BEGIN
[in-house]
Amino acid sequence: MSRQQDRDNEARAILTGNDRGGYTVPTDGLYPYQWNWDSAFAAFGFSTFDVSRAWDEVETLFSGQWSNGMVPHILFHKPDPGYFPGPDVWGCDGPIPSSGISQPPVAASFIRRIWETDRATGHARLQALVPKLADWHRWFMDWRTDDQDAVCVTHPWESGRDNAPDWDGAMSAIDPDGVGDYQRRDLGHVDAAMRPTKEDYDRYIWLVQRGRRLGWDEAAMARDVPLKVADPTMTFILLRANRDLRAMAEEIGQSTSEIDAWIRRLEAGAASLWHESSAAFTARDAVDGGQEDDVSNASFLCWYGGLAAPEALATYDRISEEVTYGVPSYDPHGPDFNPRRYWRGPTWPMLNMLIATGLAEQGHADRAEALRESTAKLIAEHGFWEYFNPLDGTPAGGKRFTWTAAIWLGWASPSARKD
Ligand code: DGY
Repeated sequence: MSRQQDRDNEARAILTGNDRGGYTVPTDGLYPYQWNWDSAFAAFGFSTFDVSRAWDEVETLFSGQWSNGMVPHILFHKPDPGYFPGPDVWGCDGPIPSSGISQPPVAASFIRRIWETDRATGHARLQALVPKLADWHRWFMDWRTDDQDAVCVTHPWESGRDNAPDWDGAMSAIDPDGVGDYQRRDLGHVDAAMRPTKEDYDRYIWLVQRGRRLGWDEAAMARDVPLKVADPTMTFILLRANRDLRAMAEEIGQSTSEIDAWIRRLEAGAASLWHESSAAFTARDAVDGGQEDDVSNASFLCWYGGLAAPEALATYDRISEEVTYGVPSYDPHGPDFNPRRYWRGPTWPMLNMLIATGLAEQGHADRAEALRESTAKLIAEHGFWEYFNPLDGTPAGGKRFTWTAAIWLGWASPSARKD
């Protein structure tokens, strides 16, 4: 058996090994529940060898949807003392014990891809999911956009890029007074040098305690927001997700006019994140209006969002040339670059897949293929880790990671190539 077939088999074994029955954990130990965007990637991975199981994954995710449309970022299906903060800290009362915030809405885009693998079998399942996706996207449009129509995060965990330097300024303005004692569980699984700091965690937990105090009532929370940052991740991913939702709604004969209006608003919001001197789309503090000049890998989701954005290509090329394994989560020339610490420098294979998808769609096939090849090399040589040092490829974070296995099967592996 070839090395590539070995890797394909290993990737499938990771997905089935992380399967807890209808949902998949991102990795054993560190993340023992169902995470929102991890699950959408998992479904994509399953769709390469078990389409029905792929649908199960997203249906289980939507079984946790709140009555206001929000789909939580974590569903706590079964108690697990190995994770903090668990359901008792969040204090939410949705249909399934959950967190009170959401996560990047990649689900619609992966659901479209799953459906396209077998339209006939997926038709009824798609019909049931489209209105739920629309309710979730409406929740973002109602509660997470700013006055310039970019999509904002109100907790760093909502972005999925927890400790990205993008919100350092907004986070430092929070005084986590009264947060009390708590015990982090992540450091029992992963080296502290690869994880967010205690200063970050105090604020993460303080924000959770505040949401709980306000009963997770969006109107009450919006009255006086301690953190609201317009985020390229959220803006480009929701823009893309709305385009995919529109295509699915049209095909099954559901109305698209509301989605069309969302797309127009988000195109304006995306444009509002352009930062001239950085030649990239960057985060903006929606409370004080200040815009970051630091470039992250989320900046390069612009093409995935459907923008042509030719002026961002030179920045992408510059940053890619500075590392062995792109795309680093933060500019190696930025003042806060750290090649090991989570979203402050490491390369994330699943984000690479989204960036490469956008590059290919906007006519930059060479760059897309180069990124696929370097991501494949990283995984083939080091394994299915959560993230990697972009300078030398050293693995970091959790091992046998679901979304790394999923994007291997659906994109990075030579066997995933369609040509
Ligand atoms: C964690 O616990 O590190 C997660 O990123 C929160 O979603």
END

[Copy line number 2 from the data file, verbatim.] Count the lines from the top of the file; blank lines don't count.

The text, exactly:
Amino acid sequence: MSRQQDRDNEARAILTGNDRGGYTVPTDGLYPYQWNWDSAFAAFGFSTFDVSRAWDEVETLFSGQWSNGMVPHILFHKPDPGYFPGPDVWGCDGPIPSSGISQPPVAASFIRRIWETDRATGHARLQALVPKLADWHRWFMDWRTDDQDAVCVTHPWESGRDNAPDWDGAMSAIDPDGVGDYQRRDLGHVDAAMRPTKEDYDRYIWLVQRGRRLGWDEAAMARDVPLKVADPTMTFILLRANRDLRAMAEEIGQSTSEIDAWIRRLEAGAASLWHESSAAFTARDAVDGGQEDDVSNASFLCWYGGLAAPEALATYDRISEEVTYGVPSYDPHGPDFNPRRYWRGPTWPMLNMLIATGLAEQGHADRAEALRESTAKLIAEHGFWEYFNPLDGTPAGGKRFTWTAAIWLGWASPSARKD